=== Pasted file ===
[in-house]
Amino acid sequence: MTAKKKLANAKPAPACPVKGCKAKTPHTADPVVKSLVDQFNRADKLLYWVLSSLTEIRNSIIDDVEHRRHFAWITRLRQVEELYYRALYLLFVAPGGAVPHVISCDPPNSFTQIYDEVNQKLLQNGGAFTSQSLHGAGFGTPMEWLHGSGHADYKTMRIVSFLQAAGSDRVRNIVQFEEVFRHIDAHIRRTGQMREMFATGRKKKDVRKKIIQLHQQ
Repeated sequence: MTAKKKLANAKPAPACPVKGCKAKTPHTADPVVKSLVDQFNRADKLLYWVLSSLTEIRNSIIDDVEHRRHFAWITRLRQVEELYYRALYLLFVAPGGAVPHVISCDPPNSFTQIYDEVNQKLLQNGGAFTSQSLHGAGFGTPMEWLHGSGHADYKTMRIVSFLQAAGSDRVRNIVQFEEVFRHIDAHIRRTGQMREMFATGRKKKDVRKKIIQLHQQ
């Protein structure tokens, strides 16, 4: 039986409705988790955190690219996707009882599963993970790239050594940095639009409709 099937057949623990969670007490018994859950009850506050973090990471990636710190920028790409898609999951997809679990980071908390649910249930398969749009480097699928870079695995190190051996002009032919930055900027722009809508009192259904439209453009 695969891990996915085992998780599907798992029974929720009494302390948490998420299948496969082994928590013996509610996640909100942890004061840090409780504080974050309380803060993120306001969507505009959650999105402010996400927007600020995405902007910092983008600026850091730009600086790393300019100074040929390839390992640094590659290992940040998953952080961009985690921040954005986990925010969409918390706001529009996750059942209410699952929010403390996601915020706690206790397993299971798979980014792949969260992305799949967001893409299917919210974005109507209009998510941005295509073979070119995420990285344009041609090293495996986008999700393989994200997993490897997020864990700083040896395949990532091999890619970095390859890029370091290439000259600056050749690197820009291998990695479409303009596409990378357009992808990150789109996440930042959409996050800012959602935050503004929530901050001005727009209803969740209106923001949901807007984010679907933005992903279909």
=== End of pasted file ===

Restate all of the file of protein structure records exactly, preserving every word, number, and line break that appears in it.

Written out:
[in-house]
Amino acid sequence: MTAKKKLANAKPAPACPVKGCKAKTPHTADPVVKSLVDQFNRADKLLYWVLSSLTEIRNSIIDDVEHRRHFAWITRLRQVEELYYRALYLLFVAPGGAVPHVISCDPPNSFTQIYDEVNQKLLQNGGAFTSQSLHGAGFGTPMEWLHGSGHADYKTMRIVSFLQAAGSDRVRNIVQFEEVFRHIDAHIRRTGQMREMFATGRKKKDVRKKIIQLHQQ
Repeated sequence: MTAKKKLANAKPAPACPVKGCKAKTPHTADPVVKSLVDQFNRADKLLYWVLSSLTEIRNSIIDDVEHRRHFAWITRLRQVEELYYRALYLLFVAPGGAVPHVISCDPPNSFTQIYDEVNQKLLQNGGAFTSQSLHGAGFGTPMEWLHGSGHADYKTMRIVSFLQAAGSDRVRNIVQFEEVFRHIDAHIRRTGQMREMFATGRKKKDVRKKIIQLHQQ
């Protein structure tokens, strides 16, 4: 039986409705988790955190690219996707009882599963993970790239050594940095639009409709 099937057949623990969670007490018994859950009850506050973090990471990636710190920028790409898609999951997809679990980071908390649910249930398969749009480097699928870079695995190190051996002009032919930055900027722009809508009192259904439209453009 695969891990996915085992998780599907798992029974929720009494302390948490998420299948496969082994928590013996509610996640909100942890004061840090409780504080974050309380803060993120306001969507505009959650999105402010996400927007600020995405902007910092983008600026850091730009600086790393300019100074040929390839390992640094590659290992940040998953952080961009985690921040954005986990925010969409918390706001529009996750059942209410699952929010403390996601915020706690206790397993299971798979980014792949969260992305799949967001893409299917919210974005109507209009998510941005295509073979070119995420990285344009041609090293495996986008999700393989994200997993490897997020864990700083040896395949990532091999890619970095390859890029370091290439000259600056050749690197820009291998990695479409303009596409990378357009992808990150789109996440930042959409996050800012959602935050503004929530901050001005727009209803969740209106923001949901807007984010679907933005992903279909």